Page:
Tuesday, January 20, 2009

Goodbye, My Coney Island Baby

I am no longer associated with Coney Island USA. I left there some time ago. Coney Island USA is a great group. I value the fifteen years I was part of it and appreciate all the opportunities and experiences. And being a small part of the heritage of Coney Island means more than I can adequately express. It is a badge I wear with pride...but the time had come for me to leave.

The reasons for this are complex, but the main cause is this: what I love about Coney Island no longer exists, what is there is depressing and what will come is in the hands of people with sensibilities that don't match mine.

I truly feel that Coney Island is lost. So little of what made it great is left. And the future is not bright. I don't know what exactly it will look like in the years to come, but I do know that those calling the shots about what is to come don't care about Coney Island's past glory. Now, I am not asking for a recreation of what once was (though I would love to experience some of those historic rides and attractions.)

What is vital to the future of the place is to understand why what existed existed. What function and purpose did they serve. If this is studied, I know what will be discovered is that people haven't changed that much and what they needed then is what they need now. Discover those needs, work on filling those needs in our modern world and the spirit of Coney Island will live on.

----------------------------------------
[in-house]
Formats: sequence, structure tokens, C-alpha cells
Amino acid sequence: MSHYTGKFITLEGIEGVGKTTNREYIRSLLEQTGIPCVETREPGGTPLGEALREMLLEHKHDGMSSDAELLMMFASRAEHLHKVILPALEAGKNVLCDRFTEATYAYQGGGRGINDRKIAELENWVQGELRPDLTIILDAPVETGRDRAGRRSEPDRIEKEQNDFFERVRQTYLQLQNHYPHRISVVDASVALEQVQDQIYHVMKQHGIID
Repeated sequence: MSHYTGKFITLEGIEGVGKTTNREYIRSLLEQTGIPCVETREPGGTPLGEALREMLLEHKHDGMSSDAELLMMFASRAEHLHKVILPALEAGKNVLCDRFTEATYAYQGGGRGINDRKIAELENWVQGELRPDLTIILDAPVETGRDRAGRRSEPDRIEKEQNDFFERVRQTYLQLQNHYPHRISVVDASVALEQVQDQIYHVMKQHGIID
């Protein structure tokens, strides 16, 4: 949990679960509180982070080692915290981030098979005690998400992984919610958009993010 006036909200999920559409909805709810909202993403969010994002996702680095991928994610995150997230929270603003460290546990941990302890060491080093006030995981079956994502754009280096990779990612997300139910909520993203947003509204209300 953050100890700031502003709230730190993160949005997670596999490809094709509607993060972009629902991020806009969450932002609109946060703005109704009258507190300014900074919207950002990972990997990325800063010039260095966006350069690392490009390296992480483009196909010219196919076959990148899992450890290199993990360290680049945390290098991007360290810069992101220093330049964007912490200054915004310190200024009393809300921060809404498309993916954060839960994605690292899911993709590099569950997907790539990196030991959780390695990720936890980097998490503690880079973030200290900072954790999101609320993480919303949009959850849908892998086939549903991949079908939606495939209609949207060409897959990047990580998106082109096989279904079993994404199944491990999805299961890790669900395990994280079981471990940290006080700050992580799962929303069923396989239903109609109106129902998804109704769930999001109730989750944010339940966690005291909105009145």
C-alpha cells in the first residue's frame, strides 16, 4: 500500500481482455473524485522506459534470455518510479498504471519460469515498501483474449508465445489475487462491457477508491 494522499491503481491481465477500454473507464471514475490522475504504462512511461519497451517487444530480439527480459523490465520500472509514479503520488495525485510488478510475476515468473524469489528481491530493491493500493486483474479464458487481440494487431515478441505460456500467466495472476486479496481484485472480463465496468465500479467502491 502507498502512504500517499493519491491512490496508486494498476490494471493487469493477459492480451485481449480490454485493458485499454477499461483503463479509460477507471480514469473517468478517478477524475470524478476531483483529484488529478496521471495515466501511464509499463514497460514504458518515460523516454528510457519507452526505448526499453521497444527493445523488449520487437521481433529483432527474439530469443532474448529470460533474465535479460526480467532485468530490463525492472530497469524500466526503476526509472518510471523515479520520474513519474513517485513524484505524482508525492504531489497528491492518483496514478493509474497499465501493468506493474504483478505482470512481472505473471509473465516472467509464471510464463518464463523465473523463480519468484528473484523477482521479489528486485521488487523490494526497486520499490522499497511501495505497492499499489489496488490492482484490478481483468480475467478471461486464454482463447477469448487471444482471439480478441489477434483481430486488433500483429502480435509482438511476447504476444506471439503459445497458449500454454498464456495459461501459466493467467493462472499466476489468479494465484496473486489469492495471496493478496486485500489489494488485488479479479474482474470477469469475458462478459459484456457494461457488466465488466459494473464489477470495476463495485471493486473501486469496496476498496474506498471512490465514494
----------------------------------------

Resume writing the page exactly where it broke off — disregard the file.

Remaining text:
This is asking a lot. As a friend of mine who is in the midst of all the Coney Island insanity has said, "This is hard. And the people running things in Coney Island don't do hard well." So what will come will come and someone will make money off of this and speeches will be made as it all opens and big crowds will be there and there will a lot of smiling powerful people that will congratulate each other on a job well done. And what had come before, what was so magical about Coney Island of the past, will be glossed over by those people filled with the arrogance of being here and now.

And for the preservationists...a challenge. When attempting to recreate, perserve or maintain a tradition of the past, be certain that what you produce is not just "good enough." It must be the best example of that tradition that has EVER been. If your efforts are to mean anything, they must result in something that is the quintessential example of that tradition. Chances are that the project you have undertaken will result in conjuring up something that will be the only thing like it our modern world. So make it the greatest version of that Coney Island tradition that has ever existed, whether it be a ride, attraction, museum, sideshow, parade, festival, restaurant or any other of the myriad of wonders that were once Coney Island.

6 comments:

magicalconversations said...

Well said, Todd, well said!

Mundie-Art said...